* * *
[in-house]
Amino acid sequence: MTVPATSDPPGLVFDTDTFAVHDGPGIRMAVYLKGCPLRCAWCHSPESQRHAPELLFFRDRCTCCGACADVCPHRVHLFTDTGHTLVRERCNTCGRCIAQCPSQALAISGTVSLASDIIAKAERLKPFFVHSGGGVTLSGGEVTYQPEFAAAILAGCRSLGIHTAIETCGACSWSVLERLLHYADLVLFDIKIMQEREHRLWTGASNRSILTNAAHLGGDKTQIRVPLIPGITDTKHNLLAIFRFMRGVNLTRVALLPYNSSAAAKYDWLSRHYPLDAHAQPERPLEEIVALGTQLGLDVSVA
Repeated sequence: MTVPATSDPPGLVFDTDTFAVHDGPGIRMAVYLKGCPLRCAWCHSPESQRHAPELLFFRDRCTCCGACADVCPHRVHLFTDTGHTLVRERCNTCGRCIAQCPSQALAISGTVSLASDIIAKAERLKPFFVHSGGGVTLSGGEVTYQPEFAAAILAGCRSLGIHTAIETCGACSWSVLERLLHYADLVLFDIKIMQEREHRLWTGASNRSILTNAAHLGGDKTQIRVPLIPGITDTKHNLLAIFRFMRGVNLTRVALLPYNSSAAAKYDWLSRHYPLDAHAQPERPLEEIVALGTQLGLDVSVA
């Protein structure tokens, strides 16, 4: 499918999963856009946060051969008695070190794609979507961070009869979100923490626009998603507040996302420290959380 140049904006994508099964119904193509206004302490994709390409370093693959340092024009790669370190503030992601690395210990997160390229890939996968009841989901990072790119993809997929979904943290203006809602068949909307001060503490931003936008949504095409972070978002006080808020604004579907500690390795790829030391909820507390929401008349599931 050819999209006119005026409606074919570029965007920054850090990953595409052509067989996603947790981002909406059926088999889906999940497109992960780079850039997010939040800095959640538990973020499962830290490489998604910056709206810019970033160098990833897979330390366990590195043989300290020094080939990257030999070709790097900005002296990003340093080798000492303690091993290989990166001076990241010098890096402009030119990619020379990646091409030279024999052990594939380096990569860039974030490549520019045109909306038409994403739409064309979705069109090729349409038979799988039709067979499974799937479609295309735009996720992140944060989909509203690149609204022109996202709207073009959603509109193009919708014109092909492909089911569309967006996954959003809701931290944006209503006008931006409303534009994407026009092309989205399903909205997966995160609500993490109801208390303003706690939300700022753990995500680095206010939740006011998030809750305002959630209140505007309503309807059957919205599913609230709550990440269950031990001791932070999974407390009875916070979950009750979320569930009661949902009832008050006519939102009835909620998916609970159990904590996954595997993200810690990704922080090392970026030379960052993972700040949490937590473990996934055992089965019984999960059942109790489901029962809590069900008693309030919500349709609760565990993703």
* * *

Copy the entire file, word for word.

[in-house]
Amino acid sequence: MTVPATSDPPGLVFDTDTFAVHDGPGIRMAVYLKGCPLRCAWCHSPESQRHAPELLFFRDRCTCCGACADVCPHRVHLFTDTGHTLVRERCNTCGRCIAQCPSQALAISGTVSLASDIIAKAERLKPFFVHSGGGVTLSGGEVTYQPEFAAAILAGCRSLGIHTAIETCGACSWSVLERLLHYADLVLFDIKIMQEREHRLWTGASNRSILTNAAHLGGDKTQIRVPLIPGITDTKHNLLAIFRFMRGVNLTRVALLPYNSSAAAKYDWLSRHYPLDAHAQPERPLEEIVALGTQLGLDVSVA
Repeated sequence: MTVPATSDPPGLVFDTDTFAVHDGPGIRMAVYLKGCPLRCAWCHSPESQRHAPELLFFRDRCTCCGACADVCPHRVHLFTDTGHTLVRERCNTCGRCIAQCPSQALAISGTVSLASDIIAKAERLKPFFVHSGGGVTLSGGEVTYQPEFAAAILAGCRSLGIHTAIETCGACSWSVLERLLHYADLVLFDIKIMQEREHRLWTGASNRSILTNAAHLGGDKTQIRVPLIPGITDTKHNLLAIFRFMRGVNLTRVALLPYNSSAAAKYDWLSRHYPLDAHAQPERPLEEIVALGTQLGLDVSVA
């Protein structure tokens, strides 16, 4: 499918999963856009946060051969008695070190794609979507961070009869979100923490626009998603507040996302420290959380 140049904006994508099964119904193509206004302490994709390409370093693959340092024009790669370190503030992601690395210990997160390229890939996968009841989901990072790119993809997929979904943290203006809602068949909307001060503490931003936008949504095409972070978002006080808020604004579907500690390795790829030391909820507390929401008349599931 050819999209006119005026409606074919570029965007920054850090990953595409052509067989996603947790981002909406059926088999889906999940497109992960780079850039997010939040800095959640538990973020499962830290490489998604910056709206810019970033160098990833897979330390366990590195043989300290020094080939990257030999070709790097900005002296990003340093080798000492303690091993290989990166001076990241010098890096402009030119990619020379990646091409030279024999052990594939380096990569860039974030490549520019045109909306038409994403739409064309979705069109090729349409038979799988039709067979499974799937479609295309735009996720992140944060989909509203690149609204022109996202709207073009959603509109193009919708014109092909492909089911569309967006996954959003809701931290944006209503006008931006409303534009994407026009092309989205399903909205997966995160609500993490109801208390303003706690939300700022753990995500680095206010939740006011998030809750305002959630209140505007309503309807059957919205599913609230709550990440269950031990001791932070999974407390009875916070979950009750979320569930009661949902009832008050006519939102009835909620998916609970159990904590996954595997993200810690990704922080090392970026030379960052993972700040949490937590473990996934055992089965019984999960059942109790489901029962809590069900008693309030919500349709609760565990993703």